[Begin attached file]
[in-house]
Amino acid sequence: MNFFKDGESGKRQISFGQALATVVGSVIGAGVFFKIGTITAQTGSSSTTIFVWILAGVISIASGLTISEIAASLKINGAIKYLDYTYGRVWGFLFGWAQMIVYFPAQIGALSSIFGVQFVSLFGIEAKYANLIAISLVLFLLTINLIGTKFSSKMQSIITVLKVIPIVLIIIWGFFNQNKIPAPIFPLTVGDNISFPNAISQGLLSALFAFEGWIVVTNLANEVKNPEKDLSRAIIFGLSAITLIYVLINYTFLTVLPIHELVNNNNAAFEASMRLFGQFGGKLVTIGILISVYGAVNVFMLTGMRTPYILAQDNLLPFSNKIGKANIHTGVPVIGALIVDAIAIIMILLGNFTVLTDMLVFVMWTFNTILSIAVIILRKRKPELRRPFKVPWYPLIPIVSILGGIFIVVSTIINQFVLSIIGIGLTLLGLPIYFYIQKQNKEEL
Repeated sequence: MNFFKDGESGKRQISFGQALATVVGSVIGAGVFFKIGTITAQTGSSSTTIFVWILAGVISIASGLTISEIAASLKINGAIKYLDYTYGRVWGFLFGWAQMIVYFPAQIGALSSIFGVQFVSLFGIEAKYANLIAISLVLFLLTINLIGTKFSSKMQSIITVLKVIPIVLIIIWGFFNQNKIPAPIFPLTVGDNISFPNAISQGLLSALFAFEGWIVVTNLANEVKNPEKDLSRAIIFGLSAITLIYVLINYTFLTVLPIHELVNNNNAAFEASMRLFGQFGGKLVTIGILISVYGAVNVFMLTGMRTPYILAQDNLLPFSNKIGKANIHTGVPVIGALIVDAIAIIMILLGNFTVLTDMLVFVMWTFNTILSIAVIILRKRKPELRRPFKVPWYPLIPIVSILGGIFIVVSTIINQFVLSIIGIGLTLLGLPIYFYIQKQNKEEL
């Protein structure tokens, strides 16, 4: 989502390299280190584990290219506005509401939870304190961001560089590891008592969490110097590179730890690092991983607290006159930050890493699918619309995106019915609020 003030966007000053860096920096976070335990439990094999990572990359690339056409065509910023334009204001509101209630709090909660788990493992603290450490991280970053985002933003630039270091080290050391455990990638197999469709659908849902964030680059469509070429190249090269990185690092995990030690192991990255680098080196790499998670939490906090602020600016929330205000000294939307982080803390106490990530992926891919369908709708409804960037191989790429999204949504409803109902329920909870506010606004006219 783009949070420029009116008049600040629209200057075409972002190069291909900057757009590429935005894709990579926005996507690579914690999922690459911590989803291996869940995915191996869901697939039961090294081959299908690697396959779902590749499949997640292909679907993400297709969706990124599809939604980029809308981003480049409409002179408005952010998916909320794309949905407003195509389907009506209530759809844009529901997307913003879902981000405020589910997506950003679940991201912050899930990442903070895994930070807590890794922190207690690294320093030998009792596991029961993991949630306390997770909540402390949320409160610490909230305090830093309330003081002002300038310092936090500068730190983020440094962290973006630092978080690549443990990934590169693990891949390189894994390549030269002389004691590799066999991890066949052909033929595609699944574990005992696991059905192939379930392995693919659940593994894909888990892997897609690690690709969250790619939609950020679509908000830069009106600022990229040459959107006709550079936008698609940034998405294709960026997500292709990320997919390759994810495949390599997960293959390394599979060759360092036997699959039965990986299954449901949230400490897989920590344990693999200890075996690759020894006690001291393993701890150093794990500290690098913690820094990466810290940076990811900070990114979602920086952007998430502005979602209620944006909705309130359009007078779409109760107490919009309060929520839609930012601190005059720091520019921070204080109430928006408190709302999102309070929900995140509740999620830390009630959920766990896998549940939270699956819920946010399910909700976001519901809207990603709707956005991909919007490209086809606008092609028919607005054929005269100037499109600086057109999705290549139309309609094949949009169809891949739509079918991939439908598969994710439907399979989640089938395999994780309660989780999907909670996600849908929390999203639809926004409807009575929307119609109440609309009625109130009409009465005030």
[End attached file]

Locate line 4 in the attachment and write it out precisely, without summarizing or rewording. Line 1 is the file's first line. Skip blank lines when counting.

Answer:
């Protein structure tokens, strides 16, 4: 989502390299280190584990290219506005509401939870304190961001560089590891008592969490110097590179730890690092991983607290006159930050890493699918619309995106019915609020 003030966007000053860096920096976070335990439990094999990572990359690339056409065509910023334009204001509101209630709090909660788990493992603290450490991280970053985002933003630039270091080290050391455990990638197999469709659908849902964030680059469509070429190249090269990185690092995990030690192991990255680098080196790499998670939490906090602020600016929330205000000294939307982080803390106490990530992926891919369908709708409804960037191989790429999204949504409803109902329920909870506010606004006219 783009949070420029009116008049600040629209200057075409972002190069291909900057757009590429935005894709990579926005996507690579914690999922690459911590989803291996869940995915191996869901697939039961090294081959299908690697396959779902590749499949997640292909679907993400297709969706990124599809939604980029809308981003480049409409002179408005952010998916909320794309949905407003195509389907009506209530759809844009529901997307913003879902981000405020589910997506950003679940991201912050899930990442903070895994930070807590890794922190207690690294320093030998009792596991029961993991949630306390997770909540402390949320409160610490909230305090830093309330003081002002300038310092936090500068730190983020440094962290973006630092978080690549443990990934590169693990891949390189894994390549030269002389004691590799066999991890066949052909033929595609699944574990005992696991059905192939379930392995693919659940593994894909888990892997897609690690690709969250790619939609950020679509908000830069009106600022990229040459959107006709550079936008698609940034998405294709960026997500292709990320997919390759994810495949390599997960293959390394599979060759360092036997699959039965990986299954449901949230400490897989920590344990693999200890075996690759020894006690001291393993701890150093794990500290690098913690820094990466810290940076990811900070990114979602920086952007998430502005979602209620944006909705309130359009007078779409109760107490919009309060929520839609930012601190005059720091520019921070204080109430928006408190709302999102309070929900995140509740999620830390009630959920766990896998549940939270699956819920946010399910909700976001519901809207990603709707956005991909919007490209086809606008092609028919607005054929005269100037499109600086057109999705290549139309309609094949949009169809891949739509079918991939439908598969994710439907399979989640089938395999994780309660989780999907909670996600849908929390999203639809926004409807009575929307119609109440609309009625109130009409009465005030």